The Pennsylvania School for the Deaf’s Art Through the Ages exhibit officially opened last month, as families gathered to view the student’s artwork in Philadelphia’s City Hall.
Mayor Michael Nutter opened the ceremony by welcoming and congratulating the kids on their great work and reminding them that no obstacle will stop them from their life goals.
Located along School House Lane in Germantown, Philadelphia is a unique school, where students that are deaf or hard of hearing can get a spectacular education. From early intervention to high school, students can attend the Philadelphia School for the Deaf and learn everything from American and English sign language to art and athletics.
The school not only provides an education to more than 200 students, but also has off-campus support services. They offer sign language courses for parents, as well as helping student’s families understand the deaf culture.
While many schools across the country have art programs that took a beating due to budget cuts, the arts at PSD seem to be thriving. Led by art instructors Billy Li and Lauren Stichter, the students are able to express themselves through artwork starting at a very early age. The staff at PSD believes that art is essential to the deaf children as a way to express themselves, especially if communication with their families is difficult.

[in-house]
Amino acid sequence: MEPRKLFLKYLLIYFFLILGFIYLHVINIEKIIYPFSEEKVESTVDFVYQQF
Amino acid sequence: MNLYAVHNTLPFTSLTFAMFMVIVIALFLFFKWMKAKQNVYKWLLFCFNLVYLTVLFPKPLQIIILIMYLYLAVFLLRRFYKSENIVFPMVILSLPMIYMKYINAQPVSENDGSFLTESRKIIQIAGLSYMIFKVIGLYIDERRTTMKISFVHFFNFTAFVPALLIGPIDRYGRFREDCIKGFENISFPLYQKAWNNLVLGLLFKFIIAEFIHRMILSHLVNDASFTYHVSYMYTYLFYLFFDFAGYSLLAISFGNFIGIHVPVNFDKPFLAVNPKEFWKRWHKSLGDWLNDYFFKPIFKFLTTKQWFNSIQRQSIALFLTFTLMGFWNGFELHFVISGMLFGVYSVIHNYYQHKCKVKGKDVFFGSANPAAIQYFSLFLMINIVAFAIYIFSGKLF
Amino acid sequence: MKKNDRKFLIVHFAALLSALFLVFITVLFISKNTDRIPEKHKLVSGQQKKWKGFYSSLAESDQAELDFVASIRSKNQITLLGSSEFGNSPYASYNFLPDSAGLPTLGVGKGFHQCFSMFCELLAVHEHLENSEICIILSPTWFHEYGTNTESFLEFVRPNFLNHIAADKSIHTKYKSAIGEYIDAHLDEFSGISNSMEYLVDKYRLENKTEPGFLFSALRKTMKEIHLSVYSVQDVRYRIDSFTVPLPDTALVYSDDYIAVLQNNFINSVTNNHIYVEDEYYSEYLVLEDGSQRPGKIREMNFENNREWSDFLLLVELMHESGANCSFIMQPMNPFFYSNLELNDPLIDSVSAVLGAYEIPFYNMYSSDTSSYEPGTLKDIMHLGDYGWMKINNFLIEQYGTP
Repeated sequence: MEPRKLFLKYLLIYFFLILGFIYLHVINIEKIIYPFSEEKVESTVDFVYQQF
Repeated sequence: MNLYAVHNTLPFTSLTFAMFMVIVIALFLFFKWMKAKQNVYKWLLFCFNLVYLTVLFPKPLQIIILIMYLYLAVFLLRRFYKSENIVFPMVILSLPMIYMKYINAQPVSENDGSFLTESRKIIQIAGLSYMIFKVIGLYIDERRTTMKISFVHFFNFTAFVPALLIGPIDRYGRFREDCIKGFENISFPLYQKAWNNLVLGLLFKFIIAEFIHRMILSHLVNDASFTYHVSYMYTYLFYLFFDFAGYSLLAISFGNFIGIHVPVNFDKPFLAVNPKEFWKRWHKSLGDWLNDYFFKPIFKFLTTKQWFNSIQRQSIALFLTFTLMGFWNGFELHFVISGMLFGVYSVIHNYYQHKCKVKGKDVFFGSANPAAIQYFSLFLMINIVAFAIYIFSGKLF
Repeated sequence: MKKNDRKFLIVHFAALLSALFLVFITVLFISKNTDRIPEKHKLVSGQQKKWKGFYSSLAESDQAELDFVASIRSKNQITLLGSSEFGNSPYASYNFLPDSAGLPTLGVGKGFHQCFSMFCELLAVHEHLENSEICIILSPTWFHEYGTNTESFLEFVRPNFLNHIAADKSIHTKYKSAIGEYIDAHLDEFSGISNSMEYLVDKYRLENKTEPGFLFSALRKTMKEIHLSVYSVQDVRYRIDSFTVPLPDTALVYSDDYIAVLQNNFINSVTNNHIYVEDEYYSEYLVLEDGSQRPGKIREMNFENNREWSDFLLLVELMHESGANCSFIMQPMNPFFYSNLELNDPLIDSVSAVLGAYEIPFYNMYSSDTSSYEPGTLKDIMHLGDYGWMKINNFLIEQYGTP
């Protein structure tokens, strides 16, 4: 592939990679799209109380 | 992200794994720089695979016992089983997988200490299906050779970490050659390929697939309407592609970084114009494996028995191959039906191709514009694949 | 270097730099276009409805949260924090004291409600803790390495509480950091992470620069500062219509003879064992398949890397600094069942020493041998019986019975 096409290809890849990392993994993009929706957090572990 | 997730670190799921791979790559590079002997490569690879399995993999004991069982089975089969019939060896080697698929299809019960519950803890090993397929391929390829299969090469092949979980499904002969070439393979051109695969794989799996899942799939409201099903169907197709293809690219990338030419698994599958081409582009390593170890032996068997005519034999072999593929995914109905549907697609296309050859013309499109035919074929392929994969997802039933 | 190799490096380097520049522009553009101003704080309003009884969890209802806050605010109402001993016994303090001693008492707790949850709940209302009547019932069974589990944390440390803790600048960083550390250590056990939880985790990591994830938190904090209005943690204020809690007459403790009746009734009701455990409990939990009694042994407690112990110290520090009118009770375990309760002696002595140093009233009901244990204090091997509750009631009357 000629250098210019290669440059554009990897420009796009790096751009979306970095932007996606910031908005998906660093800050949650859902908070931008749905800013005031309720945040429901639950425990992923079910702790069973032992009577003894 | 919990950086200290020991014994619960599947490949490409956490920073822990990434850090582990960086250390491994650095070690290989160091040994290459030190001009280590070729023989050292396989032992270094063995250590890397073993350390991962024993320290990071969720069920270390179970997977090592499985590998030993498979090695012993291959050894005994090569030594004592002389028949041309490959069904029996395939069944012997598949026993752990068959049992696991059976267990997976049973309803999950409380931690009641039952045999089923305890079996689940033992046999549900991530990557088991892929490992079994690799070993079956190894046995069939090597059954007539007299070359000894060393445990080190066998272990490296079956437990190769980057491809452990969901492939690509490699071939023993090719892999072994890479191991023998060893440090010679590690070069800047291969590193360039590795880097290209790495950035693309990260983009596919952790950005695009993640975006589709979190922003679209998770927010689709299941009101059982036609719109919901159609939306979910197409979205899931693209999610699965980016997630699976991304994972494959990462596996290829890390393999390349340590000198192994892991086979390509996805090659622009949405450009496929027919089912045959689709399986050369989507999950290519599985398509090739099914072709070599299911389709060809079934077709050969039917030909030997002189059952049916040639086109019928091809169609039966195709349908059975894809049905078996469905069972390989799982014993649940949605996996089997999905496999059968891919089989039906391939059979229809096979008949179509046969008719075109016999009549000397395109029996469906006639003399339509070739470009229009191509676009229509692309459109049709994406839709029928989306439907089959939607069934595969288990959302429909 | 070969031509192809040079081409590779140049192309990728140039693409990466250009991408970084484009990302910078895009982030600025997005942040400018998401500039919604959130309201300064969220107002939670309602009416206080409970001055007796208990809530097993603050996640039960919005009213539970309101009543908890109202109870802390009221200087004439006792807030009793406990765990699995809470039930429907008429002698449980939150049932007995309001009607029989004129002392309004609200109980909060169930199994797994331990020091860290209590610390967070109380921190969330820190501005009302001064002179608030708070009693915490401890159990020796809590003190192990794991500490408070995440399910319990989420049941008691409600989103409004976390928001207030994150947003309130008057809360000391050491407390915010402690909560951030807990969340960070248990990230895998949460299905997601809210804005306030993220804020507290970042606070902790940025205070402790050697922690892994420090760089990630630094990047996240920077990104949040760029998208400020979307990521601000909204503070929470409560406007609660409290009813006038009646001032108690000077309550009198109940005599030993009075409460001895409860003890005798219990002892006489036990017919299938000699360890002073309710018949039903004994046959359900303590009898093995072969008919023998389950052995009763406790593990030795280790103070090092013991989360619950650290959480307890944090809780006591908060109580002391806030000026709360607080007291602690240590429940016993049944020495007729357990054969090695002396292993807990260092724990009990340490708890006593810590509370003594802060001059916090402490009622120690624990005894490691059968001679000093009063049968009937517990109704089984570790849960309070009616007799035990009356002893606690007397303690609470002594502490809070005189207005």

Instructor Billy Li understands firsthand how great of an influence that the school can be on these children. Born and raised in China, Li moved to the United States to attend Gallaudet University (a private university for the education of the Deaf and hard of hearing). He now has been teaching at PSD for two years.
“All of our students are deaf and hard of hearing. If they went to a hearing school, they wouldn’t learn about deaf culture. And here they are around deaf and hard of hearing mentors and they feel influenced by the leadership here,” said Li.
Li explained that the students’ visual dependency surrounds them with images in every aspect of their daily life. If students are struggling with written English, drawing or painting could be the best way for them to express their feelings to family members that can not understand sign yet.
– Text, images and video by Kelsey Dubinsky.